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Motherhood Turned Me Into an Introvert

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The month I started dating the man who would become my husband I took the Myers-Briggs test and scored almost 100 percent in extroversion. No one who knew me was surprised, since I was the one who spent her downtime with friends and chatted up people in the grocery store line. For my entire life, I've been pegged as an extrovert. Spending too many hours alone made me cranky, lonely and restless. When it came to the social world, I wanted as much as I could possibly get. As for my inner world, it simply didn't captivate me the way the world around me did.

Classic extrovert.

However, six years ago, I became a mother and this fundamental bedrock part of my personality started to transform. Not abruptly—it wasn't like one day I was yucking it up with all my pals, and the next day I went all J. D. Salinger and shut out the world. But gradually, I started to retreat from the person who wanted the world rushing in all the time, to someone who needed lots of alone time to recharge.

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I realized the transformation was complete after my second was born. Whenever I had an hour to myself, I wanted to take walks along—without my phone (gasp!)—or lay on my bed with a book. Whereas time with other people used to energize me, now it seemed to sap my vitality and compel me to the nearest couch for a nap to recover from being around people.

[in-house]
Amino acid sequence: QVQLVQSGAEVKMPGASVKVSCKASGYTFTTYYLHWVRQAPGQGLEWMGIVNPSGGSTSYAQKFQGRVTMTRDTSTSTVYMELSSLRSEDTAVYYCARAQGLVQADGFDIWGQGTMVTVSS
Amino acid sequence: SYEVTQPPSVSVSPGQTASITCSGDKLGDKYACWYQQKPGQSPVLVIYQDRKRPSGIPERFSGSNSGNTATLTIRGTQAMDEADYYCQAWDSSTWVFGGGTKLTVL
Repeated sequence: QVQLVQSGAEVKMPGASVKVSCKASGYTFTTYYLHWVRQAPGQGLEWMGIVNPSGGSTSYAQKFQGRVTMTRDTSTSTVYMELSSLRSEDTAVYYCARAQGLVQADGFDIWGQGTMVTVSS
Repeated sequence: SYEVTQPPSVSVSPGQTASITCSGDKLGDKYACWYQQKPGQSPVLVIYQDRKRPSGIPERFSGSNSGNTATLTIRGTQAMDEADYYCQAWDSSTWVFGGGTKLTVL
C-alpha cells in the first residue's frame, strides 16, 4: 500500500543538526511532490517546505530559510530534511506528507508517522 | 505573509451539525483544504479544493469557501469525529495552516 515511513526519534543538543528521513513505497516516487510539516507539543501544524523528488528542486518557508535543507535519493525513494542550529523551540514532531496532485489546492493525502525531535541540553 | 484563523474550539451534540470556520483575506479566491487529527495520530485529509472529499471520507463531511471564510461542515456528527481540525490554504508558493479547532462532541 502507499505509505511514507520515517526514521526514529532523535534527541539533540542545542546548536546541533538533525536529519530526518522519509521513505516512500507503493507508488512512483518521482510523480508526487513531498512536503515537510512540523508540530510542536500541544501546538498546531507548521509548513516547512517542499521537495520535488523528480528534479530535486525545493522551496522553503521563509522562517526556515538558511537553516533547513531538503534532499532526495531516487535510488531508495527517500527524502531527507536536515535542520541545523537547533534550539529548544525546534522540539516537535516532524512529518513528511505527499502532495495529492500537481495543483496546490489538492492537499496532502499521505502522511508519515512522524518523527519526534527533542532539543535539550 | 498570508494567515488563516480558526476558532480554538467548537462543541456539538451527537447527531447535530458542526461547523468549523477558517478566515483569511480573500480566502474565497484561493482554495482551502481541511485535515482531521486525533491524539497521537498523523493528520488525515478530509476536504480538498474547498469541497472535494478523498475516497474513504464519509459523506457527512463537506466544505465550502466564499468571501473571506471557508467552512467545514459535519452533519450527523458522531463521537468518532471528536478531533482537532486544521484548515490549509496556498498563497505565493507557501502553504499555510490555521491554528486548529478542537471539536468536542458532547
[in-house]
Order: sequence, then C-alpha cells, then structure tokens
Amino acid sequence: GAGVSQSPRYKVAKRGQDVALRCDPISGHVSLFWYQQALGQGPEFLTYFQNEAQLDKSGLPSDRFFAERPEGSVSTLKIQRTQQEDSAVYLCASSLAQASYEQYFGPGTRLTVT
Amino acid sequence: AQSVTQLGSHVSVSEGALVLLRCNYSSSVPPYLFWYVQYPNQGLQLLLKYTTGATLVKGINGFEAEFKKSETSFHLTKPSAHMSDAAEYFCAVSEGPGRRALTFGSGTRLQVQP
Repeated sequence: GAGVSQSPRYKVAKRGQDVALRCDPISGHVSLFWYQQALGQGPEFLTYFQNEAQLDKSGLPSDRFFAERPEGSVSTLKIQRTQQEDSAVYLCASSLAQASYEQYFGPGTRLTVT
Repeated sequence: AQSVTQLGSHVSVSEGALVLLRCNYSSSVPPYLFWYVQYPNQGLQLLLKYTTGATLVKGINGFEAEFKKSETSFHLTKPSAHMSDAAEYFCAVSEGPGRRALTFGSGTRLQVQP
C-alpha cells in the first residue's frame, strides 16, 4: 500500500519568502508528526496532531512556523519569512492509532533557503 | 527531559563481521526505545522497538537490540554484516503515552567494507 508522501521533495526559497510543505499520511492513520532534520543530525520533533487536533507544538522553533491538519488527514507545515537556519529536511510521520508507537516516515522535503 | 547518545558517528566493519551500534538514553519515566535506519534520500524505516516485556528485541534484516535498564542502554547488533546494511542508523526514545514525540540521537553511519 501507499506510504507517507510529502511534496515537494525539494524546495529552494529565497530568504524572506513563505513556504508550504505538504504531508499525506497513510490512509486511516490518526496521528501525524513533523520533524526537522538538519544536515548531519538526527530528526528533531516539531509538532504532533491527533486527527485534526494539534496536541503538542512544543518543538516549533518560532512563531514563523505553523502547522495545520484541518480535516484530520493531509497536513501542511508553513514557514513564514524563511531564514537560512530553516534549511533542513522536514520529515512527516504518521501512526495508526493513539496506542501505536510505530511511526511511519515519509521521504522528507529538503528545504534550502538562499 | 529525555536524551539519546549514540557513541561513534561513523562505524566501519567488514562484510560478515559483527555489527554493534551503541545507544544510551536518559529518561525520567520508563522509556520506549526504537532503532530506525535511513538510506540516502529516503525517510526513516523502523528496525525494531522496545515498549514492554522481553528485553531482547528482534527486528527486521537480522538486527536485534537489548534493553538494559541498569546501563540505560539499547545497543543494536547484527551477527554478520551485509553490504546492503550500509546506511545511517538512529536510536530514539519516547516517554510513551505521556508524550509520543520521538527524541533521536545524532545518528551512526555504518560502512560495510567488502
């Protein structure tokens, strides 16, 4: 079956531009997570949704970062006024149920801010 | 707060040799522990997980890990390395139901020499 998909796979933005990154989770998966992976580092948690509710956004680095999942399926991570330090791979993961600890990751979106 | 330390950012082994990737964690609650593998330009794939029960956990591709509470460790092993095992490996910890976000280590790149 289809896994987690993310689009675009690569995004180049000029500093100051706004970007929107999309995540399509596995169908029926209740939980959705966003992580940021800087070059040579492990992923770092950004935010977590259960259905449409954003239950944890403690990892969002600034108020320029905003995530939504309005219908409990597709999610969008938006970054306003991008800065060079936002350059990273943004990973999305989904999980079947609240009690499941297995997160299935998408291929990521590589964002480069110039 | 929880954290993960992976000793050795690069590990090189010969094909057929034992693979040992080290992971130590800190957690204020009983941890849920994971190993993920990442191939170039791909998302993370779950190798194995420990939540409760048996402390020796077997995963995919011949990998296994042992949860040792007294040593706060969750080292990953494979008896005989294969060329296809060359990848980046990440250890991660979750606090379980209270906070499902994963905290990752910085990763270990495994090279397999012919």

Who had I become?

Maybe my extroversion fell out when I delivered my placenta.

It's a dramatic question, but an honest inquiry. I didn't recognize this solitude seeker I'd become. Like so much of motherhood, no one told me my entire personality would shift. I had to learn to adapt on the fly and let the old pieces of myself—my extroversion, my perky breasts, my full nights of sleep—fall away in the wake of a new era.

Of all the ways that motherhood has profoundly changed me, this is the biggest. Shifting from lifelong extroversion to an introversion strikes at my fundamental sense of who I am. When I think back to my former way of interacting with the world, I feel a wistful longing for that woman who seems to have disappeared.

Someone new is here and I'm still getting to know her.

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I may never know why my personality underwent this radical change. Maybe I was meant to be an introvert all along. Maybe my extroversion fell out when I delivered my placenta. Maybe when I pass through these physically and emotionally demanding early years of motherhood, my extrovert will reappear. When my children are more independent, perhaps I'll have space to crave the social world in ways I wish to shut it out now.

In the meantime, I simply wish for some peace and quiet so I can ponder these thoughts alone and get to know this new part of myself.

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